By Brandi Makuski
For the first time in a career spanning more than 40 years, Norm Barber is considering retirement.
“I’m 73 years old, I think it’s about time,” said Barber, owner of Barber’s Shoppe, 2400 Church Street. “But it hasn’t been easy; we put the store up for sale about six months ago, and there’s not a day that goes by where people don’t walk in here and say, ‘You can’t go out of business.'”
Barber said he was working as an engineer for Marathon Electric when, sometime in the early 1970s, his career hit a wall.
“I got promoted like five times in a row in a three-year period,” he said. “I got let go because I had promoted myself out of a job. I told myself I’d never let that happen again.”
During his search for a new career, Barber said he noticed the “real lack” of specialized service at larger chain stores which had begun to set up shop in the area. Barber already knew a lot about vacuums and sewing machines, having cut his teeth under his upholsterer father’s tutelage, and decided to open his own shop in 1972. In 1979, he became friends with Norm Merkel, who operated what was then the area’s only Singer dealership.
“After [Merkel] had his heart attack, he asked me if I wanted to buy him out, so I did,” Barber said. “But he would keep working for me, as he had time, for another 26 years. He loved it because he didn’t have to answer the phone or deal with customers, and he did that up until he was 86 years old.”
With Merkel’s customer base now added to his own, Barber moved into his newly-constructed space in 1983, and the street presence has only helped the business grow.
Since then, Barber’s Shoppe has taken in about 2,000 sewing machines for donation to the Wisconsin/Nicaragua Partnership, and has served an estimated 18,000 customers.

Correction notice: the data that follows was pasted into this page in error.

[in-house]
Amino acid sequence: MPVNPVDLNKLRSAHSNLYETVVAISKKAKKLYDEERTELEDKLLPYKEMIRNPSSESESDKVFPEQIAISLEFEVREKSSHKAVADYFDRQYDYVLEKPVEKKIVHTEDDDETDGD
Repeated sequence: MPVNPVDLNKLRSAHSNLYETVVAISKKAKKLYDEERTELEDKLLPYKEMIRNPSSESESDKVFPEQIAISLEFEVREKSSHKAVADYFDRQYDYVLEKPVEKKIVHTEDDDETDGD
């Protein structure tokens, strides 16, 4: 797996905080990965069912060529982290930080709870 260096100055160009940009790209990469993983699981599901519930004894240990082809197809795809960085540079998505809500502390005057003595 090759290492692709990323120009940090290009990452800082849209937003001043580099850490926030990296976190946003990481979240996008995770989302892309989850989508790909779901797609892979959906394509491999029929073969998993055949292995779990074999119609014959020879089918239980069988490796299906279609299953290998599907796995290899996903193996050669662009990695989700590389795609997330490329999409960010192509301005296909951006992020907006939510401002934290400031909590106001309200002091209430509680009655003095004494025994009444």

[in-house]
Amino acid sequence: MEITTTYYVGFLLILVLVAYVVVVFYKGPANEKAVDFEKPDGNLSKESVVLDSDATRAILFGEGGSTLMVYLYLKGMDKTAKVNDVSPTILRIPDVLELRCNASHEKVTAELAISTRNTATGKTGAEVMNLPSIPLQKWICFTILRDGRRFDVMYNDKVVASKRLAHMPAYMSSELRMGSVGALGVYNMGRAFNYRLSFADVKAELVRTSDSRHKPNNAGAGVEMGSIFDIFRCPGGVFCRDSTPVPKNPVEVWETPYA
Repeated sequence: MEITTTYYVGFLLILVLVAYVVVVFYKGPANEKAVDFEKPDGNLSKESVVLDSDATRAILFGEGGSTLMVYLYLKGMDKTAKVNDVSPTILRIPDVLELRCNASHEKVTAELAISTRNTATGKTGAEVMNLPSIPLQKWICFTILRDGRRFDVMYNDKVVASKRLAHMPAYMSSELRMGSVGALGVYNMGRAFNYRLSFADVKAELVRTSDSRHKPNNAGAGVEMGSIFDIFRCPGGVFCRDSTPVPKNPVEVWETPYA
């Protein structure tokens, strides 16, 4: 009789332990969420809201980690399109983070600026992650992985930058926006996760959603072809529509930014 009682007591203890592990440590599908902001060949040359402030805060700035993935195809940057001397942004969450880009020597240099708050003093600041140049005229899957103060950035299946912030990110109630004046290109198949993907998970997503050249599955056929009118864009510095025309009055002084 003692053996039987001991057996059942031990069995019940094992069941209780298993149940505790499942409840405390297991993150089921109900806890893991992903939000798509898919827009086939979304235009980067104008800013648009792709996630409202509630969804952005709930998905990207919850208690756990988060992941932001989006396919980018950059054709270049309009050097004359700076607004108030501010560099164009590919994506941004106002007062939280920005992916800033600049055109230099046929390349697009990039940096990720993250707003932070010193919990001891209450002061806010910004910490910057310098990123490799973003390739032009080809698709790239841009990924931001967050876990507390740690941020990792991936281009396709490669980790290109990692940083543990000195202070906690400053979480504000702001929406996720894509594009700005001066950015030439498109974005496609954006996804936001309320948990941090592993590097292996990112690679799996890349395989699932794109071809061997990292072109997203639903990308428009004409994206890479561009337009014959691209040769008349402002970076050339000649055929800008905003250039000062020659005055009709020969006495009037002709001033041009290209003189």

“I don’t know how many businesses have been in town longer than us; not very many. I’ve pretty much outlived all of them,” Barber said.
“We’ve got 244 different [vacuum] bags,” Barber added, pointing to the walls lined with bags, belts and other vacuum accessories. “It’s a niche that no big business will ever go after. They’re not going to carry all these parts. They only carry what [sells] fast.”
Barber also pointed to a 1898 stick vacuum- he doesn’t recall the manufacturer’s name- the oldest model he’s ever tried to fix.
“All vacuum cleaners break, doesn’t matter which one you buy; it’s a matter of finding the parts,” he said, adding his customers come from all over the country. “Once you have a customer, you really have them for life. As long as we can find the part for it, we can probably fix it.”
The building and everything business related- parts, tools and inventory- is not all that’s up for sale. Barber said he intends to include two months of training for whomever eventually buys the business, because they’ll need the support.
Barber also spent some time on the city council, representing the city’s 10th district from 2004 to 2007, but says he doesn’t plan on coming back to public service.
“My goal is to sell the business to someone willing to hire me part-time,” Barber said. “I wanted a business where I did not have to retire at 65…that was one of my goals. I’m pretty much go, go, go.”
To see Barber’s listing for the business, click here.